A pinch of sexuality
‘Touchstones’ exhibit sparks a phallic debate

“Touchstones,” a work by Jules Masterjohn, hangs in the Durango Arts Center as part of the recent “Insistence of Memory” exhibit.  The installation provoked a variety of responses from viewers./Photo by David Halterman

by Jules Masterjohn

When Georgia O’Keeffe presented her flower paintings for the first time in the late 1920s, many viewers and critics interpreted them as sexual and erotic. The artist stated that she had no thoughts of expressing sexuality when she made the paintings, intending instead to simply show what interested her most about a blossom – the small and often overlooked inner botanical details. In response, O’Keeffe stated, “Well, I made you take time to look at what I saw, and when you took time to really notice my flower, you hung all your own associations with flowers on my flower and you write about my flowers as if I think and see what you think and see, and I don’t.”

Flowers are “clearly an erotic sexual symbol” states Eugene Glynn, art historian and psychotherapist, in a September 2006 article in ARTnews magazine. Countering his own conclusion about a flower image, Glynn goes on to state that it is difficult to know “when it is a symbol or allegory and when it is a real thing painted for itself.” It seems, then, that the best authority on the meaning of an image is the artist herself. And yet, are artists always aware of their intentions when creating? Who is responsible for the interpretation of a work of art? Visual communication is a complex situation where the sender (artist) and receiver (viewer) may never meet to define their terms and confirm the message, yet a rich exchange can exist.

To make matters even more interesting, some artists trust that a specific image will elicit multiple meanings for the viewer, given its cultural or historical context. Renaissance painting in northern Europe was filled with iconography that was understood by educated persons of that day; though today, a lily portrayed in a painting may or may not be understood to signify purity, as it did back then.

Artist Robert Mapplethorpe played with multiple associations when he used photographs of calla lilies during the 1980s as symbols of purity as well as stand-ins for male genitalia. The public did recognize his reference to male anatomy, but this was due to his other body of photographs depicting nude males. Layers of symbolic representation act like visual poetry, where an image conjures up many and even contradictory associations.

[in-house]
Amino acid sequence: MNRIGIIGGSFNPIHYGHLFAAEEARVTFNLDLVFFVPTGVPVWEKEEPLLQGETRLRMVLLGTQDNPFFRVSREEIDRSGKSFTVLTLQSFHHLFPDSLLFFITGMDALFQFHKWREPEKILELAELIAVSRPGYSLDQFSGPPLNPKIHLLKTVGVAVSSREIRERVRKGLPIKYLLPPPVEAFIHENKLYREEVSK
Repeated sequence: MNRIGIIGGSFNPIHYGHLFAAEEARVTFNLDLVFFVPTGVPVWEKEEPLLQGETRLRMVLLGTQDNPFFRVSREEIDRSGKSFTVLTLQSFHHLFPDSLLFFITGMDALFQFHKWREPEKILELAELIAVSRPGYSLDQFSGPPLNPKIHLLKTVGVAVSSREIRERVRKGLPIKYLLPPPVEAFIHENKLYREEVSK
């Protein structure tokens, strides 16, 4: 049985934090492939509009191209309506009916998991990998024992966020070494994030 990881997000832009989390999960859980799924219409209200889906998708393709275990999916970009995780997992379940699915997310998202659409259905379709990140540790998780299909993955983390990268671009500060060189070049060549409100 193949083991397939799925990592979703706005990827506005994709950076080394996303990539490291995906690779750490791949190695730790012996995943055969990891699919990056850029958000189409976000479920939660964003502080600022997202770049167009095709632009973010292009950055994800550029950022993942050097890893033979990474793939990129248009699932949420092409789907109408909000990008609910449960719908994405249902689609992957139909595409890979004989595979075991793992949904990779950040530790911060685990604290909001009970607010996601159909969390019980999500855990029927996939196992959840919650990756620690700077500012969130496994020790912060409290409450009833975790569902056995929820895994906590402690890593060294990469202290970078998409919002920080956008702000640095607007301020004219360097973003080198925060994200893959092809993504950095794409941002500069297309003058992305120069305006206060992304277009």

Art, alone, can be a bubbling cauldron in America: add a pinch of sexuality and the pot may easily boil over, burning some and feeding others. It seems that sexual interpretation of art is guaranteed in our culture, where suggestive advertising hooks our attention daily. In our visually overloaded world, the viewer brings an immense amount of information and experience to a work of art.

Both conscious and unconscious information filters through art making and art viewing. While displaying my sculptural installation called “Touchstones” recently, I was reminded of this. The night the show opened, a few women shared with me that they thought the piece looked phallic. Later, someone offered in writing, “The rocks in the wire encasements remind me of relationships with different men, different sizes, different times and spaces in life. The almighty penis!” I was totally perplexed by this interpretation. The shape of the male organ never entered my mind as I crafted the 11 wire baskets filled with smooth river rocks that hung from the gallery wall. Clearly these dangling rock and wire forms touched something inside various individuals that I, as maker, did not consciously intend. As I tried to see what they saw as phallic, I did get the reference but only as limp male members.

The initial idea for crafting the specific basket shape was based on a memory from my childhood, a remembrance filled with innocence and playfulness. When I was in grade school, my friends and I would fashion funnel-shaped baskets out of paper, fill them with lilacs, and deliver them anonymously on May Day to each of our neighbors’ front doors. Too, as I worked on weaving the wire baskets and filling them with rocks, a secondary idea emerged, one that references gravity’s effect on the female anatomy. The different pointy-shaped hanging baskets began to remind me of pendulous breasts, implying grounding – weight and ballast – that can come with living into one’s middle years. I was thinking of the crone’s wisdom and prehistoric female figurines as I filed the baskets with well-worn rocks. Having once been mountains themselves, river rocks suggest the journey of time, and reference the earth connection.

Making and sharing art is the realm of alchemy. The artist begins the brew with intention, by using ideas, images and materials. Into the potion is added the final ingredient – not the eye of newt but the eye of the beholder. This last addition transforms the artist’s base elements into something more than the artist had intended, possibly something with more value than could have ever been anticipated. •